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Thursday, June 9, 2011

Final Reading Response for Coming of Age Book (Finished)

I recently finished my Coming of Age book The Giver by Lois Lowry. It was great. The plot kept me interested throughout the whole book, and I became extremely attached to the characters. I still stand by my main point I had half way through the book also, which was that age plays a huge role in this book. And now that I've finished the book, I feel like in a way it has a whole new meaning. I'll try to explain it without spoiling the plot too much.

First of all, I think that Jonas was probably the most mature person in his entire community. The way he handled himself on several occasions throughout the book is phenomenal. I cannot relate in any way. While I would have most likely just stood there in shock in most of those situations, Jonas somehow found a way to react accordingly. And he's only twelve years old, can you believe it? TWELVE YEARS OLD! That's amazing. Another thing is that while his ideas might have been slightly influenced by the giver himself, he has some amazing insight on current events happening in the community. He's very creative. Also, he takes initiative very well, as indicated by the way the book ended. I think one of the best parts of the book is one of the first times Jonas recieves a memory. Snow, to be more specific. I think at that point in the book, Jonas had come to the realization that there were things past his community, and what everyone living there had been deprived of.

Second, the Committee of Elders is probably the most ignorant group of people ever portrayed in a book. Ultimately, they decide who lives and who doesn't, and what everyone one of those living people get to do, say, and think. Why would anyone be under the impression that they are able to decide those type of things for other people? Memories is a whole other thing. Why would you purposely want to delete certain memories from people's minds? You would think that someone would stop and say, "Hey, maybe we shouldn't completely brainwash our entire population." But wait, there's that one person that says "Let's just force the memories onto some unlucky, unsuspecting person." Great idea, imaginary idiot. Put all the pain in memories of certain things on one person. Then come up with some BS "Oh, we've been watching you. You seem like the best choice for this job." More like, "Hey, sorry kid, but we just picked a name out of a hat, and you just happened to be the one that got put with the job." Guess Jonas showed them.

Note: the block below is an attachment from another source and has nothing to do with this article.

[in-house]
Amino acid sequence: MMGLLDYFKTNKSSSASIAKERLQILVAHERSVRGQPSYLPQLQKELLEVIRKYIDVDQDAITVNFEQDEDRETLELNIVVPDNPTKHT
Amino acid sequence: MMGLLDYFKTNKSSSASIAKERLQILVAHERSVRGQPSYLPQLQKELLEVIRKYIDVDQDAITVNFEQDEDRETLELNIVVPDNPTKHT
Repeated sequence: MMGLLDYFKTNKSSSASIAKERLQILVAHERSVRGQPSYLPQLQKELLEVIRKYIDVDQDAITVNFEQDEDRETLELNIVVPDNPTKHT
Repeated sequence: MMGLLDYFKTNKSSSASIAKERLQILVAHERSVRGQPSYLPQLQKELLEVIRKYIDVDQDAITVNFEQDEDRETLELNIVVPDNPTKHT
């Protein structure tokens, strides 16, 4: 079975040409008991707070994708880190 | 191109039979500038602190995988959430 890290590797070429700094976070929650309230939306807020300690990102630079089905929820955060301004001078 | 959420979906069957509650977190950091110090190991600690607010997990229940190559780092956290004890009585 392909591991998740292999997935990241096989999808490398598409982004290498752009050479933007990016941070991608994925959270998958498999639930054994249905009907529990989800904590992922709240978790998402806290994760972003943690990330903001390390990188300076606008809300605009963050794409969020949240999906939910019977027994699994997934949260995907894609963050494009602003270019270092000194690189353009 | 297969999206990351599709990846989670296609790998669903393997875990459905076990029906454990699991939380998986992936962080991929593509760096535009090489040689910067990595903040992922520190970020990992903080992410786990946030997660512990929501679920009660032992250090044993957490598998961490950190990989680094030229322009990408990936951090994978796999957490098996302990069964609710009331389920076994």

When I wrote my response when I was halfway through the book, I said that age determines responsibilities, benefits, and drawbacks in the community. After having finished the book, it turns out that age only determines responsibilities and drawbacks. This is because in the long run, there are no benefits to getting older in this book. It may seem like it, but in reality, you're just going to end up doing things that you don't particularly enjoy, and then finally being "released" by your community. How nice of them.

But despite what seems like endless complaints about how things are run in Jonas' community, I thoroughly enjoyed the book. The perseverence of Jonas, and how he was able to put popular ideas in his neighborhood aside to do what was right. It may seem kind of cheesy saying all these things about a fictional character in a book, but it's the truth. This book is honestly one of the best I've read in a while. In retrospect, I'm glad I picked this over To Kill A Mockingbird.

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